Tester, senators told road funding system on Indian reservations 'broken'
POLSON – Almost three-quarters of the roads on American Indian reservations are unpaved, yet too much of the federal money meant to rectify that goes to states and urban tribes that don't need it, U.S. Sen. Jon Tester was told repeatedly Friday.
Tester, a member of the Senate Indian Affairs Committee, took testimony on the issue at a field hearing at KwaTaqNuk Resort -the first time a U.S. senator has convened a committee hearing on the Flathead Indian Reservation.
The first of two panels to testify included some heavy hitters from Washington, D.C., including Assistant Secretary of the Interior for Indian Affairs Larry Echo Hawk, and Michael Black, the director of the Bureau of Indian Affairs.
But it was the second panel, of Montana and Wyoming tribal leaders critical of the current system, which was most interesting.
The Rocky Mountain region, with the largest land-based tribes and most miles of roadways, has actually lost money under the system, Confederated Salish and Kootenai Tribal Chairman E.T. "Bud" Moran charged.
His Flathead Reservation has seen federal money for roads decline, from $1.3 million in 2006, to $750,000 this year, Moran said.
"I don't understand how that's possible," Moran said, "and why the BIA hasn't stopped it."
The formula for divvying up the money, Moran added, has "been unethically manipulated by tribes and states that have learned how to do it."
The transportation director of the Eastern Shoshone and Northern Arapaho Tribes of Wyoming, John Smith, told Tester it comes down to three initials – "VTM," or "vehicle miles traveled."
"When you've got a 1-acre reservation in Washington next to (Interstate) 5 with a turnoff right there, they're getting 28,000 cars a day, times 365," Smith said. "Your VMT escalates at a huge rate."
And vehicle miles traveled is a critical – and, several tribal leaders testified, unfair – part of how a limited amount of federal money for roads on reservations is allotted.
"For far too long, infrastructure most Americans take for granted has been overlooked on reservations," Moran said. From clean drinking water to cell phone service, he added, such things are "not possible without basic infrastructure" such as decent roads.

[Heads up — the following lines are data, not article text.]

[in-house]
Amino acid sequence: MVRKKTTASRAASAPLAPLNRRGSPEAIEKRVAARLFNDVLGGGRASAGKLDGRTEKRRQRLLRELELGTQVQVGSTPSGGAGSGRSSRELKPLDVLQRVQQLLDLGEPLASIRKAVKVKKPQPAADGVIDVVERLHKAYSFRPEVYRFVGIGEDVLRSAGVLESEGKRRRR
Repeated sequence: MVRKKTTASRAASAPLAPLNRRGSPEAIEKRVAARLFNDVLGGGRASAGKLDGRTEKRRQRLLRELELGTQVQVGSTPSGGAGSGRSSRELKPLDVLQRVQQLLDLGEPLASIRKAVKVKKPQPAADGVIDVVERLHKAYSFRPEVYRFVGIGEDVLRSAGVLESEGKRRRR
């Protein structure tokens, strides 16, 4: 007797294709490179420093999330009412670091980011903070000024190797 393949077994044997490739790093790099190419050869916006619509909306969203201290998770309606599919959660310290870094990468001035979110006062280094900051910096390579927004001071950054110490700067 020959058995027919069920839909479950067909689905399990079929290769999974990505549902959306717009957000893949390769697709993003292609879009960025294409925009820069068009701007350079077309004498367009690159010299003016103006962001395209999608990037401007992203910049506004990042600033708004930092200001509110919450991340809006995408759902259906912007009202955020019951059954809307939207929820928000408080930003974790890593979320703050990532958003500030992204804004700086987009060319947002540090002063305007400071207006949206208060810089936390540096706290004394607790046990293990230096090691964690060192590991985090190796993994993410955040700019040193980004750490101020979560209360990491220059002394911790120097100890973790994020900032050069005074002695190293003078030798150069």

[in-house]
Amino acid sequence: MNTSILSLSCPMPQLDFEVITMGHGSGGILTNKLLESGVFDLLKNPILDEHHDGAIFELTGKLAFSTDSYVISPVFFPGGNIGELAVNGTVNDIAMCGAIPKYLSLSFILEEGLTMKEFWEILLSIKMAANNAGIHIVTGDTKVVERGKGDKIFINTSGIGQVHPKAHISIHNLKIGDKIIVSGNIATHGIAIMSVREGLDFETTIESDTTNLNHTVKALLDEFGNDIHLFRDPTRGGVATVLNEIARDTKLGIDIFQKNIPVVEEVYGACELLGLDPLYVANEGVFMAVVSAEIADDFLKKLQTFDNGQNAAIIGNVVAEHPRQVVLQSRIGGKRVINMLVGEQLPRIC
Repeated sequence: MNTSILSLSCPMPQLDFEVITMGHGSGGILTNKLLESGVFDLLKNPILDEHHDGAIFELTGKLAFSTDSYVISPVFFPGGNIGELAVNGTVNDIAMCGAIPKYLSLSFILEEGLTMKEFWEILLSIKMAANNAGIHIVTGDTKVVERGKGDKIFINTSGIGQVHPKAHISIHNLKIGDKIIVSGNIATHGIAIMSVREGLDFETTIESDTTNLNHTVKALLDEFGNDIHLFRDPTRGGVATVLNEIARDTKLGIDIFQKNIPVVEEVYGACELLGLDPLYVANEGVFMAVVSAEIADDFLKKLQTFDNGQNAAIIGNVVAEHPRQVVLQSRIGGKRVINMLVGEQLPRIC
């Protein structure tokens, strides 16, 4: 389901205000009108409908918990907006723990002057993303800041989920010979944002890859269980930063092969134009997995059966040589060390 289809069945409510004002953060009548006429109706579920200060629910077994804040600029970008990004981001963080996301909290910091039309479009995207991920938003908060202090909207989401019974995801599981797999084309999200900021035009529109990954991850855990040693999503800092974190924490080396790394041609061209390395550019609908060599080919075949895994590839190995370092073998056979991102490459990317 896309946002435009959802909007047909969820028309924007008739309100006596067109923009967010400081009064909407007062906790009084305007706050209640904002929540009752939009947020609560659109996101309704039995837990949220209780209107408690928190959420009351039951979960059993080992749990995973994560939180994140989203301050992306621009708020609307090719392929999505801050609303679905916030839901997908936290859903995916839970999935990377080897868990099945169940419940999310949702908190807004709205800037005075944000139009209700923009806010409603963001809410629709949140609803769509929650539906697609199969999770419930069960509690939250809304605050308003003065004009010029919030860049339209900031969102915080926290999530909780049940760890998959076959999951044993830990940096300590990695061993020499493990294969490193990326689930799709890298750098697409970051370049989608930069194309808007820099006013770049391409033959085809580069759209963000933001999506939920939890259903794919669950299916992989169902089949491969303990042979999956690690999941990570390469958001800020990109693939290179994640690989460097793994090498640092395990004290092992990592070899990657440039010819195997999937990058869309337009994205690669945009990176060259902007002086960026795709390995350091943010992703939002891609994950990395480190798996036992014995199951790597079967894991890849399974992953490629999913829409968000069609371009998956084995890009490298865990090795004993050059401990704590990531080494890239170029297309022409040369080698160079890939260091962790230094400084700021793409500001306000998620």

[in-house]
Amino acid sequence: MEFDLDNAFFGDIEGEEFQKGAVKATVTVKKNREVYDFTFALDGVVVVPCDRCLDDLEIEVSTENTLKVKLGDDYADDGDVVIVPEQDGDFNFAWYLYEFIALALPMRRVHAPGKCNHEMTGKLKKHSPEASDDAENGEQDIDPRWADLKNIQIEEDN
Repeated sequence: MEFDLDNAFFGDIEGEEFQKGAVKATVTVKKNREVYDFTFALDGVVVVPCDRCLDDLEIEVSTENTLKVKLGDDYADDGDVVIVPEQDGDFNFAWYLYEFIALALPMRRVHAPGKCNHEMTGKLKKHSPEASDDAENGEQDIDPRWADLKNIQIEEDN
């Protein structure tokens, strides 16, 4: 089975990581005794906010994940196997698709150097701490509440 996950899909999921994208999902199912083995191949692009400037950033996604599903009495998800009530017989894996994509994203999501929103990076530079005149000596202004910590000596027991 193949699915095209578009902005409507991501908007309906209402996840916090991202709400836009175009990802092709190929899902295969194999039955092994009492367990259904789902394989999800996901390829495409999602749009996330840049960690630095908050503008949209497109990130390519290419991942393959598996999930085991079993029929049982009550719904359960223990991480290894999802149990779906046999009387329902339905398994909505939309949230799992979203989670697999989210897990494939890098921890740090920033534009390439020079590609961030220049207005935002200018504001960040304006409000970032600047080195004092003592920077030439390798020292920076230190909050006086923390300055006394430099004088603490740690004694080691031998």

"The term ‘Indian Reservation Roads Program' is not the proper name," said CSKT Tribal Council member James Steele Jr., appearing as the chairman of the Montana-Wyoming Tribal Leaders Council.
In some places in the U.S., Steele said, the BIA is allowing some tribes to count "interstate highways, roads that don't exist and proposed roads" in determining how big a share of the limited pie they'll get.
"The system is broken," Steele said.
It is a complicated system.
Roads on reservations are considered federal roads, because Indian reservations are considered federal lands, and the federal government is responsible for constructing and maintaining those roads.
However, current law allows transportation funds to be used for non-federal roads that "access" reservations – even though those state and county roads have separate funding sources.
There's also the issue of "Question 10," which came up several times during Friday's hearing.
Question 10 is one of the questions in a document implementing the regulations of the Highway Bill that asks, "Should the federal government fully fund all tribal roads?"
The answer, it turns out, is extremely complicated, according to many who testified before Tester.
"We've been writing letters for years," said Tim Rosette Sr. of the Chippewa-Cree Tribe of Montana's Rocky Boy's Reservation. "Nobody listens, nobody cares, until this year when assistant secretary Echo Hawk tried to grab the bull by the horns – but it's a big bull, and he needs help."
Echo Hawk told Tester a coordinating committee for the Indian Reservation Roads Program has been unable, for four years, to agree on a recommendation for the "Q-10" issue, and had asked the BIA and Federal Highway Administration to develop a clarification.
The two agencies have held 10 regional tribal consultation meetings on a new proposed interpretation on Q-10. When Tester asked the Indian leaders who testified what they had learned from those meetings, all essentially said that they learned what they already knew: the current system is, as Steele put it, "not fair."
"We need simpler solutions," Smith added, "that are not as ambiguous" and focus on reservation populations, their land base and road miles.
More than 100 people attended the hearing, including representatives from tribes in California and Arizona. Tester noted the turnout was more than the full committee has seen at a hearing in Washington, D.C., in "quite a while."
In a somewhat unusual step for a Senate hearing, Tester also took public comment after the witnesses appeared, and that's where Jay St. Goddard of the Blackfeet Tribal Business Council suggested the next hearing should be held on his reservation.
"Maybe you should have it at Heart Butte, Montana, where all your cars will fall apart on BIA roads before you get there," he said.